Periodically, a book will come around that deserves some additional attention. While this one is not in the Geek & Sundry competition, it’s got eleven days remaining in its campaign. Time being of the essence, I felt it prudent to weave it in with this batch of featured author posts. Take a look at Peter Ryan‘s Sync City.
About Sync City:
Armed, surly and vulgar. Jack Trevayne is humanity’s best hope for the future. Just don’t tell him.
Sync City is the first part of the Sync City cycle, a story set on Earth in a dystopian past, present and future.
Jack Trevayne is a Keeper, a blunt, no-nonsense enforcer for a group of pacifist post-humans known as the Deacons. Jack’s responsibilities, with the help of his sentient motorbike and sometimes partner Vic, are to keep the timelines clean and protect humanity by killing the War Clans and the Scythers. He also doesn’t mind a drink or two along the way. But this is only part of the story. Forces beyond his understanding are dragging Jack into a battle to save the planet from an artificial intelligence known as the First Code. He’s done this before. He doesn’t want to do it again. But he has no choice.
Life is complicated – Jack is not.
Q: What part of your novel’s world excites you most?
A: I love beginnings, and I love contrasts. The start of a new book, whether reading or writing, is an exciting time. The whole story lies ahead of you and the possibilities are endless. With Sync City I try to get off to a scorching start and maintain the momentum throughout. I want the reader to jump straight into the story with me and hang on for the ride.
With Sync City I also attempt to blend two stories into one book. We follow not only Jack Trevayne’s (the protagonist) current adventure, but also explore his backstory. How the two adventures weave and inform each thread of the story was tremendous fun to write and, hopefully, to read.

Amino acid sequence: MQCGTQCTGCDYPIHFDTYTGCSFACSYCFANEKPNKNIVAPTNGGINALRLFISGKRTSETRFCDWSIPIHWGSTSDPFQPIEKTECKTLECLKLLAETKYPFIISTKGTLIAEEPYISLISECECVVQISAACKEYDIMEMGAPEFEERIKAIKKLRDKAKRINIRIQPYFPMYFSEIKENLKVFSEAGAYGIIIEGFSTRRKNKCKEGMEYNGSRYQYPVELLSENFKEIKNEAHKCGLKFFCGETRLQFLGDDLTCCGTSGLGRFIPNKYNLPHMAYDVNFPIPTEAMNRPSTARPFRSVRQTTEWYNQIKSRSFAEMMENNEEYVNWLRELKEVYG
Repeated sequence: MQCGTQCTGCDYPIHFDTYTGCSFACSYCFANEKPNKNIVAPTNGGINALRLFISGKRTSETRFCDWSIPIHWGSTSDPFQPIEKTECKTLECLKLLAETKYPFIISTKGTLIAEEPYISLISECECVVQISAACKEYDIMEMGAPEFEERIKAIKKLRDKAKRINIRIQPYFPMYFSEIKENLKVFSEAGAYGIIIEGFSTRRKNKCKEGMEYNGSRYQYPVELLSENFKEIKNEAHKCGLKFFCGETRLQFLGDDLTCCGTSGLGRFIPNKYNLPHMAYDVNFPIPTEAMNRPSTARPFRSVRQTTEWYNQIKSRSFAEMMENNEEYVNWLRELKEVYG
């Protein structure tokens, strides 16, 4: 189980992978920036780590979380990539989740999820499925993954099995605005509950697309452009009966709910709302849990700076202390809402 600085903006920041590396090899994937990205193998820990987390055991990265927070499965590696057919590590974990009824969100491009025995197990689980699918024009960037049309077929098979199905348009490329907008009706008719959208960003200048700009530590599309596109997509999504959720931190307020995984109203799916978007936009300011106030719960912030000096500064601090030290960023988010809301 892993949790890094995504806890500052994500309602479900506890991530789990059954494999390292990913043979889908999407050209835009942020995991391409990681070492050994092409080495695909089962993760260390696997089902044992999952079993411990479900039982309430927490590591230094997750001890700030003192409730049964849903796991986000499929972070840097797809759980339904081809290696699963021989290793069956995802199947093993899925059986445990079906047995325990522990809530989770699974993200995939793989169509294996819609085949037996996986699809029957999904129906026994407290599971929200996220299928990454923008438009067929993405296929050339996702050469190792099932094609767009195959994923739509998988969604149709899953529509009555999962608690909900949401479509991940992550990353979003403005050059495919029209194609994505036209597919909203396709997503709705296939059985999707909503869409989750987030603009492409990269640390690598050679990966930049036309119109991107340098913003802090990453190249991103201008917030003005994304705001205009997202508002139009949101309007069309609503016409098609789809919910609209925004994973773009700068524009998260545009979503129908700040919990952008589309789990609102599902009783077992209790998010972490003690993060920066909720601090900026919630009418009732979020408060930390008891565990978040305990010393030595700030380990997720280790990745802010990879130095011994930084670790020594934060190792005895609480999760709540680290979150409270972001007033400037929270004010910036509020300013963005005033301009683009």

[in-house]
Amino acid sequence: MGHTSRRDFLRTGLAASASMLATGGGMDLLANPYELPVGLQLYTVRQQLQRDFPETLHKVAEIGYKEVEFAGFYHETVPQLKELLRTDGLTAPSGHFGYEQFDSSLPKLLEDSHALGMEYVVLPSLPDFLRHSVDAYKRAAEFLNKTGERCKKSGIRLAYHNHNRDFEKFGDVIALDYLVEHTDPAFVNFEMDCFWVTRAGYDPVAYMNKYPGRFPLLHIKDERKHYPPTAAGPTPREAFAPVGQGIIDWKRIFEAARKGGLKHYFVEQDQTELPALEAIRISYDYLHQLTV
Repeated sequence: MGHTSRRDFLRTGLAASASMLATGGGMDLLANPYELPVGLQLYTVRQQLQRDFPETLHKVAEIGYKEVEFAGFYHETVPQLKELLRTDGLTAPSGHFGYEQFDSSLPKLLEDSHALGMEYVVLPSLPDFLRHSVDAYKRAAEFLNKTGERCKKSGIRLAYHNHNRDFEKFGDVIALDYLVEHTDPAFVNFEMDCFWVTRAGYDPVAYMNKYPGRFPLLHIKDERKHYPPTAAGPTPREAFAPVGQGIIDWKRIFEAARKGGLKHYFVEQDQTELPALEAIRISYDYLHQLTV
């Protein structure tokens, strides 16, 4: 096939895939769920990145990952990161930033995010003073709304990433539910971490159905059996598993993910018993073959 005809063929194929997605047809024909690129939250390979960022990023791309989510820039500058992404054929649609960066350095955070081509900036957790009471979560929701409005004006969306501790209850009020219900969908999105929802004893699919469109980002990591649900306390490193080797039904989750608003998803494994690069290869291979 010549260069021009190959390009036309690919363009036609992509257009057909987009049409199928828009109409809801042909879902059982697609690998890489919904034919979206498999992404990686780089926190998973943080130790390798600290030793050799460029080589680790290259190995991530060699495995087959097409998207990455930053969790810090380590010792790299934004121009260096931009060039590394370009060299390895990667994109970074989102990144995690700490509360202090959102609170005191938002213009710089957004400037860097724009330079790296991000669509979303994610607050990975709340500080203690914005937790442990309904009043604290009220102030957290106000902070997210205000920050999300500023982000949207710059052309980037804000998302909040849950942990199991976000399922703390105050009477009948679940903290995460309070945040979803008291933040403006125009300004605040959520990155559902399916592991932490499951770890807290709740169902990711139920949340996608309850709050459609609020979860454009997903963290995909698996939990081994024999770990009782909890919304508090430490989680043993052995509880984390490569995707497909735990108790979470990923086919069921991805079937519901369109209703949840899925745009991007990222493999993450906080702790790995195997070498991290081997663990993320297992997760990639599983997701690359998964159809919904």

I also love the Spartan nature of the world in which Jack exists. In our present society we are overwhelmed with information and choices. The backdrop to this story is sparse and unforgiving. The choices are simple – live or die. On top of that, the technology that exists in Sync City is well beyond current day standards, but the way the technology is employed harks back to a simpler time. The excitement I derived from writing the book was as a consequence of these contrasts.
Q: What are some novels that are similar to yours?
A: In terms of character development and dialog, Sync City is very much hard-boiled in nature. The characters have a tough existence and need to make tough decisions – they kill drink and they kill hard. Raymond Chandler was a definite influence, as was Richard Morgan’s Altered Carbon. The much overlooked James Crumley’s The Mexican Tree Duck had to be involved in there as well.
In terms of setting and feel, many people who have read the earlier drafts end up comparing Sync City to movies rather than books, with Blade Runner and the original Australian version of Mad Max being among the most common.
Q: When do you expect your book to be released (knowing that it’ll get Quill)?
A: My funding period with Inkshares is up in a eleven days. My manuscript is complete, though there is some proofreading to complete at my end. If I go down the Quill path, the time between manuscript submission and printed books is estimated to be around four months.
And while we’re on the subject of campaigning books on Inkshares, there’s another important book you can’t miss. JF Dubeau, author of The Life Engineered, is funding another book on Inkshares.
A God in the Shed is funding for another week (7 days!), and has only 72 books left—at the time of this writing—to achieve full Inkshares funding status. Take a look and consider helping JF—really, a terrific guy—out with his second novel.